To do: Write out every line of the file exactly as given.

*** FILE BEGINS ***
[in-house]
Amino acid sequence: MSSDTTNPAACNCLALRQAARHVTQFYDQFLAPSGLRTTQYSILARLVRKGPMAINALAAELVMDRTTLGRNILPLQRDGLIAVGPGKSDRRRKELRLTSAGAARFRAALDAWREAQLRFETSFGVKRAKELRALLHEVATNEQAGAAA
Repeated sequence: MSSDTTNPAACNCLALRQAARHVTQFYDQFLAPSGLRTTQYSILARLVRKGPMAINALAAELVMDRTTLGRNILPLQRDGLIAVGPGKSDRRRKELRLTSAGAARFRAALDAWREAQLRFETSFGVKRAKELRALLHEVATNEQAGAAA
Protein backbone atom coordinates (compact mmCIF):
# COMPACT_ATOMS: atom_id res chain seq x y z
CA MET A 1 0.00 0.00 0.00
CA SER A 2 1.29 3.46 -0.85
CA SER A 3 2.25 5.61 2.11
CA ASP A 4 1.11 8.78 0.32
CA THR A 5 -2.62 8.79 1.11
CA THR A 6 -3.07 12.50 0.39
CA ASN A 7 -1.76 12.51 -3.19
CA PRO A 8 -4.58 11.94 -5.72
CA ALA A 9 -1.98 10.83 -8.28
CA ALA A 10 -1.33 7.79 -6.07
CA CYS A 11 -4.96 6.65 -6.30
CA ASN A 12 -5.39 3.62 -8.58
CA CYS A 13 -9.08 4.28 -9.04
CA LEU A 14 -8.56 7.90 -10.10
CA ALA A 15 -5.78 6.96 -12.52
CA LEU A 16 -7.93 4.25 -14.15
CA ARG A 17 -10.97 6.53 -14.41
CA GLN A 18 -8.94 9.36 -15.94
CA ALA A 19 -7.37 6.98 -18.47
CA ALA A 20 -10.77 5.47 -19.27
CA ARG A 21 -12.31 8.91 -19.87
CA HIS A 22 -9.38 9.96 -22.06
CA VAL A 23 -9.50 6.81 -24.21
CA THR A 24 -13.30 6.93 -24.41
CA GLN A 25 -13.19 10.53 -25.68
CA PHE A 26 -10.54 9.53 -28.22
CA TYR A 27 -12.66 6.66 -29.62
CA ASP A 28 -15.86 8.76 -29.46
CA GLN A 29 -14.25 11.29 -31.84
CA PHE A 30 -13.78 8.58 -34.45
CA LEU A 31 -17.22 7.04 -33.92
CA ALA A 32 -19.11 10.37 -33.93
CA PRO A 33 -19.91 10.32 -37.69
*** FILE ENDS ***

[in-house]
Amino acid sequence: MSSDTTNPAACNCLALRQAARHVTQFYDQFLAPSGLRTTQYSILARLVRKGPMAINALAAELVMDRTTLGRNILPLQRDGLIAVGPGKSDRRRKELRLTSAGAARFRAALDAWREAQLRFETSFGVKRAKELRALLHEVATNEQAGAAA
Repeated sequence: MSSDTTNPAACNCLALRQAARHVTQFYDQFLAPSGLRTTQYSILARLVRKGPMAINALAAELVMDRTTLGRNILPLQRDGLIAVGPGKSDRRRKELRLTSAGAARFRAALDAWREAQLRFETSFGVKRAKELRALLHEVATNEQAGAAA
Protein backbone atom coordinates (compact mmCIF):
# COMPACT_ATOMS: atom_id res chain seq x y z
CA MET A 1 0.00 0.00 0.00
CA SER A 2 1.29 3.46 -0.85
CA SER A 3 2.25 5.61 2.11
CA ASP A 4 1.11 8.78 0.32
CA THR A 5 -2.62 8.79 1.11
CA THR A 6 -3.07 12.50 0.39
CA ASN A 7 -1.76 12.51 -3.19
CA PRO A 8 -4.58 11.94 -5.72
CA ALA A 9 -1.98 10.83 -8.28
CA ALA A 10 -1.33 7.79 -6.07
CA CYS A 11 -4.96 6.65 -6.30
CA ASN A 12 -5.39 3.62 -8.58
CA CYS A 13 -9.08 4.28 -9.04
CA LEU A 14 -8.56 7.90 -10.10
CA ALA A 15 -5.78 6.96 -12.52
CA LEU A 16 -7.93 4.25 -14.15
CA ARG A 17 -10.97 6.53 -14.41
CA GLN A 18 -8.94 9.36 -15.94
CA ALA A 19 -7.37 6.98 -18.47
CA ALA A 20 -10.77 5.47 -19.27
CA ARG A 21 -12.31 8.91 -19.87
CA HIS A 22 -9.38 9.96 -22.06
CA VAL A 23 -9.50 6.81 -24.21
CA THR A 24 -13.30 6.93 -24.41
CA GLN A 25 -13.19 10.53 -25.68
CA PHE A 26 -10.54 9.53 -28.22
CA TYR A 27 -12.66 6.66 -29.62
CA ASP A 28 -15.86 8.76 -29.46
CA GLN A 29 -14.25 11.29 -31.84
CA PHE A 30 -13.78 8.58 -34.45
CA LEU A 31 -17.22 7.04 -33.92
CA ALA A 32 -19.11 10.37 -33.93
CA PRO A 33 -19.91 10.32 -37.69